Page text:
M 8:50AM – 10:45AM | 5257 Humanities Bldg. | Instructor: Jennifer Ratner-Rosenhagen
History 983: Interdepartmental Seminar - African Studies
This graduate seminar provides a setting for participants to consider Africa — as an idea, a field of study, a place in the world, a subject for teaching — from a multi-disciplinary perspective. It is available to graduate students as African Cultural Studies 983, Anthropology 983, Economics 983, Geography 983, History 983, or Political Science 983. The course will explore a variety of themes and topics in order to consider not just what to think about the history, cultures, and politics of Africa but also how to think and teach about this part of the world. We will consider the benefits and drawbacks of an area studies orientation in scholarship and teaching, the multiple meanings and varying expectations associated with working as an “Africanist in academia, and the ways in which these meanings and expectations might differ according to discipline and the location of institutions of higher education. In other words, we will both focus on the state of scholarship on Africa in various disciplines and also consider how to approach teaching about Africa — course design, the development of syllabi, the use of digital technologies, etc. — from a multidisciplinary perspective.
W 1:20PM – 3:15PM | 5245 Humanities Bldg. | Instructor: Neil Kodesh
History of Science 720: Proseminar: Historiography & Methods
This course provides a graduate-level introduction to the history of science, medicine, and technology (HSMT). It gives a brief overview of the field’s major themes and issues, both historical and current, as well as introducing you to the range of approaches scholars have used to address their questions. To help serve as an introduction to HSMT at Wisconsin, it includes writings by each faculty member in the program. Major themes in recent years: Landmark moments in the history of the history of science, from Kuhn’s Structure of Scientific Revolutions to the globalization of HSTM; relations with neighboring disciplines; agents of change in STM; systems of power/knowledge in STM.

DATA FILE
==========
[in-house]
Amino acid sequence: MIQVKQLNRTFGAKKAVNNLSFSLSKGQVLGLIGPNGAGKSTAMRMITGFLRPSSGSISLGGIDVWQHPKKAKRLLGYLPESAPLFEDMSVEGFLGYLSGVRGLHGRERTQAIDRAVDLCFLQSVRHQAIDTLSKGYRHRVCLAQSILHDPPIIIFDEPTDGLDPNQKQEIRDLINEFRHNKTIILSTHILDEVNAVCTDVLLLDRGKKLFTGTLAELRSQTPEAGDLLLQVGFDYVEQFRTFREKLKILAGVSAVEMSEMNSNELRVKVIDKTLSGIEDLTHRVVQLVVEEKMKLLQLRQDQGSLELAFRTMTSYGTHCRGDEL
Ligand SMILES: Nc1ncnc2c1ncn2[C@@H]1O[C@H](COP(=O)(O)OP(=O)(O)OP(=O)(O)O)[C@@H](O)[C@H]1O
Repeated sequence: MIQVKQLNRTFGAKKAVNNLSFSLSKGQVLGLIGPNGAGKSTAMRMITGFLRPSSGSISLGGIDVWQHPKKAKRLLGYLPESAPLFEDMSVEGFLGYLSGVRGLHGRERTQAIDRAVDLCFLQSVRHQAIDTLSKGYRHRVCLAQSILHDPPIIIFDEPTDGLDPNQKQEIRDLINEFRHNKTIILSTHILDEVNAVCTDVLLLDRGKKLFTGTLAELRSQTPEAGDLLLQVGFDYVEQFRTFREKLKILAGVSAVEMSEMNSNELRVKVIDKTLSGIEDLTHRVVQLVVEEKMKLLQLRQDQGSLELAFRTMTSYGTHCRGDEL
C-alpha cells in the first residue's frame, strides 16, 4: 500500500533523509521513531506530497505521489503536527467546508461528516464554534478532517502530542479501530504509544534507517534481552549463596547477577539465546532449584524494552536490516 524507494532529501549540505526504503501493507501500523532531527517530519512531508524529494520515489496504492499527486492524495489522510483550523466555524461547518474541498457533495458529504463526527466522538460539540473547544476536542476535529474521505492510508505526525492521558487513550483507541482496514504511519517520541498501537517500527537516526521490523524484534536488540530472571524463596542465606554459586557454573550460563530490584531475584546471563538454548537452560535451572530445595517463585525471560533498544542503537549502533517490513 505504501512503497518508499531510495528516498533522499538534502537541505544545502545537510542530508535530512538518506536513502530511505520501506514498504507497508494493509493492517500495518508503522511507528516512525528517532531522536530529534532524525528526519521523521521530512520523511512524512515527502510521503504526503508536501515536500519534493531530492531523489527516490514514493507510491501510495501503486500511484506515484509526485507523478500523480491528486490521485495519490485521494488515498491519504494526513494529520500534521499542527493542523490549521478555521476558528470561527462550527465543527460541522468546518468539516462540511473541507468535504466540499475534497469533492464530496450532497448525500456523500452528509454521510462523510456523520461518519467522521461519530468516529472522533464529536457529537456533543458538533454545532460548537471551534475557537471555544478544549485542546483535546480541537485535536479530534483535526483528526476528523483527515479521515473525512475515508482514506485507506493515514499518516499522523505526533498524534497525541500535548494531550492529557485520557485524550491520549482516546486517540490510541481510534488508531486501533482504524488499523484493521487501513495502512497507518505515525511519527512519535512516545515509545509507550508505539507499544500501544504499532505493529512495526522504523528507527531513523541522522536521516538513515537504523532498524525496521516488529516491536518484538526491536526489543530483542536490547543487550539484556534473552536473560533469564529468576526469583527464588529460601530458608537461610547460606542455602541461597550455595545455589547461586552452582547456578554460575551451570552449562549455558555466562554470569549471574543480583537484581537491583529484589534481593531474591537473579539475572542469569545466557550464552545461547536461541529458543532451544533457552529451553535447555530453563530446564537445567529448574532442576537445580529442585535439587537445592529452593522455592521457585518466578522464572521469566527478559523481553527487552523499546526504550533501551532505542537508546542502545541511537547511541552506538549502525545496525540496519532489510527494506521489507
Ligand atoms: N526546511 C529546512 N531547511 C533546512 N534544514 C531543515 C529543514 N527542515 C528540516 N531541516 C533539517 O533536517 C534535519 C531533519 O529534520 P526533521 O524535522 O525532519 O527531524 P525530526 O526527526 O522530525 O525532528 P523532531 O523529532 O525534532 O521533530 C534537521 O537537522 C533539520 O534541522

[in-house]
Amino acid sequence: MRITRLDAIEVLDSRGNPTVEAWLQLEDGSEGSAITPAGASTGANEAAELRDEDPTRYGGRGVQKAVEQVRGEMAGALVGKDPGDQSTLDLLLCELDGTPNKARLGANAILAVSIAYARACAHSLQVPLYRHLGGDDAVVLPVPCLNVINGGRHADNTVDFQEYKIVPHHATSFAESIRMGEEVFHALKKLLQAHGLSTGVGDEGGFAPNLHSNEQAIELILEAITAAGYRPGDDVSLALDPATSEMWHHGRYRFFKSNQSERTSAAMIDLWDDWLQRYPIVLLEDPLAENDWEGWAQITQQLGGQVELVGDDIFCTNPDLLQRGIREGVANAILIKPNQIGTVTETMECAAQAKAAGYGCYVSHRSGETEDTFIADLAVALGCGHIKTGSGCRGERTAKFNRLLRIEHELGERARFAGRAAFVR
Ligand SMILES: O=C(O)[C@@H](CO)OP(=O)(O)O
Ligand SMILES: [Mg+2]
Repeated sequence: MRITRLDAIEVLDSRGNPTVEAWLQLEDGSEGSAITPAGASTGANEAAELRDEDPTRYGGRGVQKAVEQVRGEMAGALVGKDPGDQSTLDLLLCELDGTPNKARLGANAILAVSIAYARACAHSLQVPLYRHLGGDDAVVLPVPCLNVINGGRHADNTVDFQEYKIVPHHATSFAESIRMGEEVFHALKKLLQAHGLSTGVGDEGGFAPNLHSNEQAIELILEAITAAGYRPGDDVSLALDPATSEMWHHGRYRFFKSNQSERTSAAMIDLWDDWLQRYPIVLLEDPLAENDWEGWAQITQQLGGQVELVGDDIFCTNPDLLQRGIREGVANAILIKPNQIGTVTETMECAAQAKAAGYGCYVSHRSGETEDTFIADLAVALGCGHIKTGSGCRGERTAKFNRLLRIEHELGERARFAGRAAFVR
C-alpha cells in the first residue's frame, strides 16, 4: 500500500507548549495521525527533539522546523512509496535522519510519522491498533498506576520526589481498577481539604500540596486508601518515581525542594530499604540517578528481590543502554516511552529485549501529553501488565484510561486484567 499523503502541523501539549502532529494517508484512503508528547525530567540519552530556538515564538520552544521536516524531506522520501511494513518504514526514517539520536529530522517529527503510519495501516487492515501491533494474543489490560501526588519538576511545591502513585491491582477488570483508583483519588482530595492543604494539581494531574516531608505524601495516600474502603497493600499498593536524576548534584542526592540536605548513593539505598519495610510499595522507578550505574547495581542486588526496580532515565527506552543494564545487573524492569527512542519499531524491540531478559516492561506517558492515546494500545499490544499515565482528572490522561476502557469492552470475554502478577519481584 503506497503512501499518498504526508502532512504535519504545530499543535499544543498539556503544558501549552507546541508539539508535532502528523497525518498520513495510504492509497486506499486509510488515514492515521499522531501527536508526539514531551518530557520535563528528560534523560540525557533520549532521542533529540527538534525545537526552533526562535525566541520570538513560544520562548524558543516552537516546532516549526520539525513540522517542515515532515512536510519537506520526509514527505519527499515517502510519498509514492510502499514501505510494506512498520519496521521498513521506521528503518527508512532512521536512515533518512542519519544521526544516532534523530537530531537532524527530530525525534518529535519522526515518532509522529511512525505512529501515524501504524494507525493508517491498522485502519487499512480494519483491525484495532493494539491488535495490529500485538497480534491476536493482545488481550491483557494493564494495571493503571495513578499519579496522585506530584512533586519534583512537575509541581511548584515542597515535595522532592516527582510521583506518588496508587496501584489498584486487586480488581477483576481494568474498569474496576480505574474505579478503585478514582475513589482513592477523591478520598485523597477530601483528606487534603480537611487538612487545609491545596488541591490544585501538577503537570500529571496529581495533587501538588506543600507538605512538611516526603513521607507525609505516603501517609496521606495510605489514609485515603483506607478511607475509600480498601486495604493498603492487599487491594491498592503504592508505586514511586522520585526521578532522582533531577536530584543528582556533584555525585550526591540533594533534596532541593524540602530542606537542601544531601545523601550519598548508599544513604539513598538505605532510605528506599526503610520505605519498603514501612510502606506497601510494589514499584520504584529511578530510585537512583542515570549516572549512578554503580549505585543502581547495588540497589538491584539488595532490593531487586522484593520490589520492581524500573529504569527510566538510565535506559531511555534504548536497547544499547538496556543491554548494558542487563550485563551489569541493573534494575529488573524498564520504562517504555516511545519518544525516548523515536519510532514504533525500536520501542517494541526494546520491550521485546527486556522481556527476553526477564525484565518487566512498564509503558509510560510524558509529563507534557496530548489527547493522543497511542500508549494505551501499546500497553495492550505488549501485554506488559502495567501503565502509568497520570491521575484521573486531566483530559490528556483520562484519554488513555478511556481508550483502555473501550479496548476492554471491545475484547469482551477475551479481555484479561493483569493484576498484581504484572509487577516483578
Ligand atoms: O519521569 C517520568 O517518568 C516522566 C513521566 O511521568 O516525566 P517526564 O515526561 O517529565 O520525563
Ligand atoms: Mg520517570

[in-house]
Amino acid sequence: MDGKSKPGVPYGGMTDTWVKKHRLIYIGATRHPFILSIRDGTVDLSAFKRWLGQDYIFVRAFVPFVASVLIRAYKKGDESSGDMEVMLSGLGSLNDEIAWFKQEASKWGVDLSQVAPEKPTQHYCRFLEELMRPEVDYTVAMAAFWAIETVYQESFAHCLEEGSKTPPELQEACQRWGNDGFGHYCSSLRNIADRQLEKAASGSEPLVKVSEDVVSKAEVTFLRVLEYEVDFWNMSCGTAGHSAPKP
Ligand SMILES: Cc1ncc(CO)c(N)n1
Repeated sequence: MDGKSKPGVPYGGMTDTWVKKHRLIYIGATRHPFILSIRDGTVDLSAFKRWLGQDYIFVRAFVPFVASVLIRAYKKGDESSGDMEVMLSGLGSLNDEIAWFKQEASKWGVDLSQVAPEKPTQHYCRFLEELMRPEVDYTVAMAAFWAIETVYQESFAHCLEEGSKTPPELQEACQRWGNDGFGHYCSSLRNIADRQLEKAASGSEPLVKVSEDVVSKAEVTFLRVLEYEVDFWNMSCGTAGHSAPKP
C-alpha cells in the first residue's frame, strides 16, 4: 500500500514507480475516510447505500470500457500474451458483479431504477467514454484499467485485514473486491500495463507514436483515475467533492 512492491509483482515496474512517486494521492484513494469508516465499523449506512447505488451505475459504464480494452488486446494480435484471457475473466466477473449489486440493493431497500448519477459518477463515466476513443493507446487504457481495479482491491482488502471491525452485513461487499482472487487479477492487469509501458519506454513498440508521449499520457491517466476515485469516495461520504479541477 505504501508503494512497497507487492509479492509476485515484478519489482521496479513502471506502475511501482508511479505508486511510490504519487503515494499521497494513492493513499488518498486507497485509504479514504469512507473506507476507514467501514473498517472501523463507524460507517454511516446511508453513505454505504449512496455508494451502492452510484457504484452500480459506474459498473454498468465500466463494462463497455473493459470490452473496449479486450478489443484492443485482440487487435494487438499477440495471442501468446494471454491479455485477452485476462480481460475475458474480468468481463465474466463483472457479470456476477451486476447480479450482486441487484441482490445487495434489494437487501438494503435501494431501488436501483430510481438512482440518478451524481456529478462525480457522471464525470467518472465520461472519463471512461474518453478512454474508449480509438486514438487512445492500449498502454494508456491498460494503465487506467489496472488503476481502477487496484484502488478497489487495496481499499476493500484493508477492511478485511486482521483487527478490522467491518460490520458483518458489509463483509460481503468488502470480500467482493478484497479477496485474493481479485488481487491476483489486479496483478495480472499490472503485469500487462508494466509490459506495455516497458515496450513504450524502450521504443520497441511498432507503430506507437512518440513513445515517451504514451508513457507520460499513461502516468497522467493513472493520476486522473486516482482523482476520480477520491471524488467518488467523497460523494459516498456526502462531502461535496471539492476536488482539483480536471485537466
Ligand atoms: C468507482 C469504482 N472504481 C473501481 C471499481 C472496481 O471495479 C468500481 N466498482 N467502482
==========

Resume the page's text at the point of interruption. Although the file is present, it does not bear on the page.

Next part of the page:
W 8:50AM – 11:50AM | 5255 Humanities Bldg. | Instructor: Lynn Nyhart
History of Science 919: Medical History: Life & Death in American History
This seminar explores how patients, physicians and nurses have understood what it means to be alive, dying, and dead over the course of the last two centuries. Readings will consider the legal, cultural, and religious implications of medical interventions at both the beginning and end of life. This includes how determinations of when life begins and when life ends have been made at different times and in different contexts for such medical technologies as in vitro fertilization, elective abortion, organ transplantation, and euthanasia.
In so doing, the course also examines readings that explore the commodification of the body and its parts–living and dead, the procurement of anatomical materials for education, research, and treatment, and the changing medical definitions of death.
Time TBD | Location TBD | Instructor: Susan Lederer
Current and past syllabi, arranged by course number, can be found in the History Syllabi Library.
Graduate courses at UW-Madison are numbered 700 and above, and History graduate students typically take courses at the 700 or higher level. Subject to program restrictions and by prior arrangement with the instructor, however, students may take 300-600 level course that carry the graduate attribute for graduate credit. For details, see the Graduate Program Handbook – Registration – Level of Course Credits.
The Course Guide lists all courses offered at UW-Madison. It is an online, searchable catalog that provides a broad spectrum of course information and enables browsing the course sections offered each term. It is updated six times per day. You may reach the Course Guide in two ways:
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For graduate students, there is no practical difference between the two points of entry. (The only difference that the My UW version enables undergraduates to use the Degree Planner tool.)